Name: Karen Gibb.

Age: 31.

What is your business called?

Mind Marvels Limited.

Where is it based?

Strathaven, South Lanarkshire but work all over Scotland.

What services does it offer?

We help young people from the age of three to late teens on their emotional wellbeing. Many can have big feelings, anxiety or low confidence and our sessions aim to equip them with ‘skills for life’- with a learning framework that provides positive pathways through to adulthood. Our sessions are based on the NHS 5 Steps to Mental Wellbeing: Learn, Move, Connect, Mindful and Be Kind. Using group work and one-to-one sessions, we employ calming strategies and use practical tools, such as breathing and mindfulness, to help them through nursery and school and at home with their families. We provide staff training and work with charities and third sector organisations, most recently the Brownies and Who Cares Scotland. We also offer consultancy work for private companies with an interest in supporting youth wellbeing and mental health.

To whom does it sell?

Local councils, nurseries, schools, social work, charities and third sector, community groups, and families.

What is its turnover?

We are a new, small but slowly growing business. We have worked with many schools and helped over two thousand children so far. Our projected turnover for the end of next year is £100,000.

How many employees?

I am the only paid employee for now but I have plans to expand! This has been an absolute labour of love for me, but there are many people who help me behind the scenes. Unsung heroes if you like. Family, friends and my business mentors. Without their support, this would have seemed impossible.

When was it formed?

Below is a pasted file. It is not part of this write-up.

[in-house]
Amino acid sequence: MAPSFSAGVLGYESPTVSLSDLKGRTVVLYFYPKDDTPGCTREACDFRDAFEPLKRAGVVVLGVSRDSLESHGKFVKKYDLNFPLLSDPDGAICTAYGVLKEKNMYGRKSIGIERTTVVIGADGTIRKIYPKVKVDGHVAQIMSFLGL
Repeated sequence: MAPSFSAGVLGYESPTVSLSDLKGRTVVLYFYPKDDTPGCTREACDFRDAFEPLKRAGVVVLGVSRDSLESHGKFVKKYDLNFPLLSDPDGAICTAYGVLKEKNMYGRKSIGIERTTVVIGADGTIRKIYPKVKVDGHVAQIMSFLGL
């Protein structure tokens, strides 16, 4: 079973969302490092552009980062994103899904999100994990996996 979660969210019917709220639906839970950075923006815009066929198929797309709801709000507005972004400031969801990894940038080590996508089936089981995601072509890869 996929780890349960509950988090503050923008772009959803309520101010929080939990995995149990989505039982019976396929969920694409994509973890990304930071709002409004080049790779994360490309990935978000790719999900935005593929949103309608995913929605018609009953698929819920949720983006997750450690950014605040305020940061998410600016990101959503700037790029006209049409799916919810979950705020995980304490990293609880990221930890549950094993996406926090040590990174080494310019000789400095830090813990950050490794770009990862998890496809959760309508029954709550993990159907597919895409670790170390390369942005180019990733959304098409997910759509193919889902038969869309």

2019, just before Covid-19. That was a really stressful time for me, but I learned so much. It forced me to be brave and put myself out there instead of hiding behind the brand. I started taking part in Facebook lives and online business networking to raise the profile of Mind Marvels. It was terrifying at the time, but I teach young people to reach out of their comfort zones, so I had to do the same!

Why did you take the plunge?

Quite simply, because of my ‘why’in life, which, I decided, is to help others, especially young people. My own journey with anxiety began in childhood and continued until I became an adult, although I didn’t realise what it was until late on in my 20s. I decided it would be worthwhile to help others understand their own mental health as prevention is always better than cure.

What were you doing before you took the plunge?

I was a teacher of Modern Studies, working in behavioural units and within social work. I loved being a teacher, but I didn’t always feel like I made a direct difference to young people. Often admin would take up a lot of time. I was very efficient at the paperwork side of things which led me to thinking about starting a business. It was never the intention to be a businesswoman - I am not sure I ever had the confidence, but it felt natural at the time to try. Ultimately, I decided that I could try to be my own boss and I was fortunate enough to have supply teaching as a backup.